On Saturday March 16, Austin’s own Frida Friday celebrated two years of supporting local womxn of color-owned businesses by providing them with a space to set up shop. The vendors offered food, jewelry, fashion and their thoughts on what it means to be a female business owner of color in Austin today.
Story by Juan Alfonso Nuñez Rodríguez
For the closing day of the two day celebration, the Latinx-led and womxn of color centered market transformed Gather Venus into a hotspot of cultural exchange. Since Frida Friday’s opening two years ago, the local monthly market has provided dozens of WOC businesses with an opportunity to gain exposure among the greater Austin public.
As much as many Austinites would love to support WOC-owned businesses, it’s easy to get lost in the sea of establishments Austin has to offer. As the city’s first and only WOC centered market, Frida Friday elevates these businesses once a month by bringing them together and providing them with a space in which their craft can speak for itself. “You feel visible,” explains Stephanie Borgas, owner of Buena Suerte Vintage. “It’s nice to see the husstle, women unloading things from the car and set up something they love.”
A Nicaraguan native who has resided in Austin for 10 years, Borgas finds clothes from thrift stores around the world and brings them back to Austin as a way to provide locals with more options to express themselves in a way that is creative and affordable. She says Frida Friday not only helped her business by giving her a new platform, but by inspiring a change in the way her store operates.
Seeing the general public attending the event inspired Borgas to expand her clothing and accessory options to include options for men and individuals who might not find thrifting styles as easily. When asked about her inspiration, Borgas simply stated “Latinx people are very stylish, really about their looks” with a prideful smile and a rack of clothing items behind her.
On the opposite end of the venue, three Brownsville friends have a table stacked with products completely designed and produced by themselves. Jennifer Serrano started Jen Zeano Designs three years ago when she found herself unemployed. Serrano was just one of countless Latinas living out the very real effects Latinas have to face in the working field.
As the single lowest paid demographic in the nation, Latinas have begun to stop relying on being hired into industries that simply aren’t made for them to thrive in. Rather, they are creating their own businesses and utilizing their identity as a financial advantage. Serrano’s designs are centered around Latina pride and power; she explains that she was inspired by her own culture and aims to empower Latinas.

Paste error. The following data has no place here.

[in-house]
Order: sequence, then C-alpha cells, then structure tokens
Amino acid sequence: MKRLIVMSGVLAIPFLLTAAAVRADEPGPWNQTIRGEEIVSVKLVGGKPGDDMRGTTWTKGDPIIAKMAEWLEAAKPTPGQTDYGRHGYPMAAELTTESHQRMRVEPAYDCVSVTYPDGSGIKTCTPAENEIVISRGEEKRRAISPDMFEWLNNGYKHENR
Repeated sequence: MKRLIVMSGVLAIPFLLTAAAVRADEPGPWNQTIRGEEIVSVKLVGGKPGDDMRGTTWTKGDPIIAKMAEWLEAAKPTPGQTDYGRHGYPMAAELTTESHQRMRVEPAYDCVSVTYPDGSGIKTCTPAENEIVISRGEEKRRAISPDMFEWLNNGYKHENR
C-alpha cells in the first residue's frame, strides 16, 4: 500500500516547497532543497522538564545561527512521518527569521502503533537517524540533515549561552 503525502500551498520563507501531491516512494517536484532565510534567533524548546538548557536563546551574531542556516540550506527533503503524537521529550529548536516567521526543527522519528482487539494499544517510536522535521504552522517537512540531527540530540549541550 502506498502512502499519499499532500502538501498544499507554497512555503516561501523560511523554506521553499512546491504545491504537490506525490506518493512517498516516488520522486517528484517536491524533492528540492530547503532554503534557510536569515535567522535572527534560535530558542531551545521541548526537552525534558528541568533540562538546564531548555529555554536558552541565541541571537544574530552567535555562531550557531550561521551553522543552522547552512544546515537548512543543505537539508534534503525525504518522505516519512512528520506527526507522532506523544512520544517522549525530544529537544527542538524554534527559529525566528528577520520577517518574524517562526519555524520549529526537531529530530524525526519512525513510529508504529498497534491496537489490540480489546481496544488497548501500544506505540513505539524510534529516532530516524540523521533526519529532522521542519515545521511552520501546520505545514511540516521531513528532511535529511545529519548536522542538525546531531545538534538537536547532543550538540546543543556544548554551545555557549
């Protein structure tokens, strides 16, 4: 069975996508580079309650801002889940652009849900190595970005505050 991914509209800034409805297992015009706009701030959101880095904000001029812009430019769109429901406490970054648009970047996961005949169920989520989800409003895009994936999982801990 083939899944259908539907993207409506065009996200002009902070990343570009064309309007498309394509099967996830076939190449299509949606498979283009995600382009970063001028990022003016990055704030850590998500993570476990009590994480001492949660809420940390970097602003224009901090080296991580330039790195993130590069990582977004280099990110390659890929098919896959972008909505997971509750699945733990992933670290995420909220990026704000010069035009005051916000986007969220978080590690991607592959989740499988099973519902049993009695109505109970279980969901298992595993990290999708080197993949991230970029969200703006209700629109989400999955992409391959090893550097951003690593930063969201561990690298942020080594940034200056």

In a similar sentiment, Cindy Lagunas uses her business to empower Latinas outside the United States. Lagunas spends her year traveling to and from Jalisco and Chiapas, Mx. There, she shops directly from indigenous textile makers carrying on century long traditions and provides them with a wider market.
She explains these makers have to rely on tourists who often are only willing to buy their craft for cheaper prices. Lagunas encourages the makers to charge her as much as they feel the pieces are worth and then brings the items to U.S. markets, expanding the exchange of these textiles and traditions beyond borders. This is her fourth Frida Fest. “I love it, seeing all these women of color,” Lagunas says. “You don’t really find that often.”
Beyond fashion and textiles, the festival had a plethora of business options for Austinites to choose from. Tina Bernal of Tortinas hand makes flour tortillas as a means of introducing others to an authentic aspect of her culture. She says she was encouraged by her friends and family and now gets to share it with the rest of the city, a process made possible through Frida Friday and similar venues.
Alaine Hutson’s steel bracelets and rings from Social Justice Jewelry aim to empower wearers by letting them show off “what you’re not gonna take and what you’re gonna stand for.” Shoppers can choose from different bracelets marked with different social inequalities and oppressions, which she calls the allergies, as well as different methods of combating hatred and ignorance, which she calls the antidotes. Hutson’s work is usually sold in museums, but she says Frida Friday has given her the opportunity to meet and speak to other women entrepreneurs and has a “noticeable positive influence into Austin.”
It was impossible to not feel the support from business to business at Frida Friday. Each of the women seemed happy for the success everyone was having, each understanding the hardships the other might have gone through because of her position not just as a business owner but as a woman of color. While the celebration offered everything from fashion to food to drinks to accessories and even a trenza booth, no one left the event without having acquired hope for a more WOC dominated market.